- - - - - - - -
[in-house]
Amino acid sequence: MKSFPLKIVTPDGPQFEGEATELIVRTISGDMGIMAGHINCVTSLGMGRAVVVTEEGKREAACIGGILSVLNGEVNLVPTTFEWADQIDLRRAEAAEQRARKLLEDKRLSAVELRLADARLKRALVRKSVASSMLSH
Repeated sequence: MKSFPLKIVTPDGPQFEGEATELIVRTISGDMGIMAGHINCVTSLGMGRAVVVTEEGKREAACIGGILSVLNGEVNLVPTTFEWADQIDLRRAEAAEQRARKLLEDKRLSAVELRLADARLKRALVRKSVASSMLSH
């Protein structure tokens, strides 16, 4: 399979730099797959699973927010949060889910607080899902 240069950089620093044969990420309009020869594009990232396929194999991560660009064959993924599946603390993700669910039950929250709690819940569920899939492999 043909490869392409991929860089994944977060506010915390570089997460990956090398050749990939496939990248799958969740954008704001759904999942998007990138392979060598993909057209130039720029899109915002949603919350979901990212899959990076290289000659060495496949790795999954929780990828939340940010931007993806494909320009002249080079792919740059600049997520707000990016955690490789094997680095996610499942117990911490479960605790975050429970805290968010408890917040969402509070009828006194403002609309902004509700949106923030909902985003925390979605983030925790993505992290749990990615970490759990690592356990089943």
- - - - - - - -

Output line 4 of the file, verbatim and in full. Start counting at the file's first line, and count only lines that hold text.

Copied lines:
């Protein structure tokens, strides 16, 4: 399979730099797959699973927010949060889910607080899902 240069950089620093044969990420309009020869594009990232396929194999991560660009064959993924599946603390993700669910039950929250709690819940569920899939492999 043909490869392409991929860089994944977060506010915390570089997460990956090398050749990939496939990248799958969740954008704001759904999942998007990138392979060598993909057209130039720029899109915002949603919350979901990212899959990076290289000659060495496949790795999954929780990828939340940010931007993806494909320009002249080079792919740059600049997520707000990016955690490789094997680095996610499942117990911490479960605790975050429970805290968010408890917040969402509070009828006194403002609309902004509700949106923030909902985003925390979605983030925790993505992290749990990615970490759990690592356990089943």